Javier Toca Lahuerta, BSc of Audiovisual Communication and M.A. of International Peace, Conflict and Development Studies. Researcher on degrowth, demilitarization and communication for peace and social change and activist of the Banca Armada Campaign. He collaborates with various NGO entities on different projects. Including the communication project for peace and demilitarization “(S)Alto el Fuego!”, a collaboration on Twitch and YT of the research institute for peace “Centre Delàs” with the newspaper “El Salto”. On the other hand, in the professional sphere, he has developed actions to raise awareness and educate for peace.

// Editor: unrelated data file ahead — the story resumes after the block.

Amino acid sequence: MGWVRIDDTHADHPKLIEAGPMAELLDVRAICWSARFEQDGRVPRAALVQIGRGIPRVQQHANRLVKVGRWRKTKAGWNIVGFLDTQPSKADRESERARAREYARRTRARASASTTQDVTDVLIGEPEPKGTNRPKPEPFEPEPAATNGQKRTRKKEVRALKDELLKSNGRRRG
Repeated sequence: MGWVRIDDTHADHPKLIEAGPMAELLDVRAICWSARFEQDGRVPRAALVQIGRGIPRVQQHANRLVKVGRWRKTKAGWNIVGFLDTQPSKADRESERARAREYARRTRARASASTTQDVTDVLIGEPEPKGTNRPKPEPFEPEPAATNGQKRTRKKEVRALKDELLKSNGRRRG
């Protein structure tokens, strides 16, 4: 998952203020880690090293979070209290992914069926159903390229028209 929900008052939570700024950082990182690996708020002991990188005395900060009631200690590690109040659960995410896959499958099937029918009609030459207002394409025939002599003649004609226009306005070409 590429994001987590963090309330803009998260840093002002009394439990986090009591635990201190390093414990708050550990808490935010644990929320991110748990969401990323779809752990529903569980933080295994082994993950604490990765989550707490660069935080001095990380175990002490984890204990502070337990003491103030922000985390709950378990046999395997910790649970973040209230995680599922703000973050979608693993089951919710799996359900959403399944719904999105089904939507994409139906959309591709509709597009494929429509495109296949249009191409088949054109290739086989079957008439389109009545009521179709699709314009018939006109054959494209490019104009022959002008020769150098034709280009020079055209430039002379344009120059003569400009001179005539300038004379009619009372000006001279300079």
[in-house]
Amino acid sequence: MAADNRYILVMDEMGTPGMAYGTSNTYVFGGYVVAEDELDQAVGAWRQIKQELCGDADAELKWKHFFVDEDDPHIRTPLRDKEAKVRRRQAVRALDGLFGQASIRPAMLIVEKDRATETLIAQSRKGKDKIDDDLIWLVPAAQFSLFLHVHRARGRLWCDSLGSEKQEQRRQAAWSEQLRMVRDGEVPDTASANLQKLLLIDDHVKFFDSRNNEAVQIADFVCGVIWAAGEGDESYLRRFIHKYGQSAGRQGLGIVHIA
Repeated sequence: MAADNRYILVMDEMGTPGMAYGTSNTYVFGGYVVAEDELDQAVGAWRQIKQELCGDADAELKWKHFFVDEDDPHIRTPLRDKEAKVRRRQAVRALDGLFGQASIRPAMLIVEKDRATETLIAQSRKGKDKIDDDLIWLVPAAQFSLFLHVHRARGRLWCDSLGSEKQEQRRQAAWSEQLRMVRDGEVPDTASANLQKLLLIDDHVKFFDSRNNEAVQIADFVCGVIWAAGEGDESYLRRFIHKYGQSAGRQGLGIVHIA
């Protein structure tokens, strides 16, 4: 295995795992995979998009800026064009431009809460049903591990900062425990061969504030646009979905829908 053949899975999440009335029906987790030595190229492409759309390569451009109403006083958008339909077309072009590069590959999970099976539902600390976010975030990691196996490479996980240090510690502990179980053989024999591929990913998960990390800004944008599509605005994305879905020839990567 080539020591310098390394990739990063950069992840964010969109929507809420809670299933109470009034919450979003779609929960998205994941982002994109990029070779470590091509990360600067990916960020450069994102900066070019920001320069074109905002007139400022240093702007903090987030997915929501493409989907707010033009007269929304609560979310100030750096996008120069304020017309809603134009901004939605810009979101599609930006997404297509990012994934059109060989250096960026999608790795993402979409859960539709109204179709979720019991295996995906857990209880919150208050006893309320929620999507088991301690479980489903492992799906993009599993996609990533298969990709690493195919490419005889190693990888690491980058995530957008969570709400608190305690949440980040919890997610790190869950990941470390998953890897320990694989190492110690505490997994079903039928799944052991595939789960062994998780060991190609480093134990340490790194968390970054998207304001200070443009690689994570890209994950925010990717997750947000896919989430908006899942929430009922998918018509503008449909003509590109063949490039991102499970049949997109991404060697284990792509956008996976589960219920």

The opinions expressed in the text do not necessarily reflect those of R&D, but are those of the author.


Drews, Stephan y Miklós Antal. 2016. «Degrowth: ¿A “missile word” that backfires?». Ecological Economics,126: 182-187.

Gumucio-Dragon, Alfonso. 2011. «Comunicación para el cambio social: clave del desarrollo participativo». En Comunicación, desarrollo y cambio social, ed. José Miguel Pereira y Amparo Cadavid. Bogotá: Editorial Pontificia Universidad Javeriana.

Kothari, Ashish, Ariel Salleh, Arturo Escobar, Federico Demaria y Alberto Acosta. 2019. Pluriverse: A Post-Development Dictionary. Nueva Delhi: Tulika Books.

Nos-Aldás, Eloísa y Alessandra Farné. 2020. «Comunicación Transformadora de cambio social: epistemologías performativas y eficacia cultural». Convergencia: Revista de ciencias sociales, 27(3): 1-26.

Tomaselli, Maria Fernanda, Rober Kozak, Robert Gifford y Stephen R.J Sheppard. 2021. «Degrowth or Not Degrowth: The Importance of Message Frames for Characterizing the New Economy». Ecological Economics, 183: 1-13.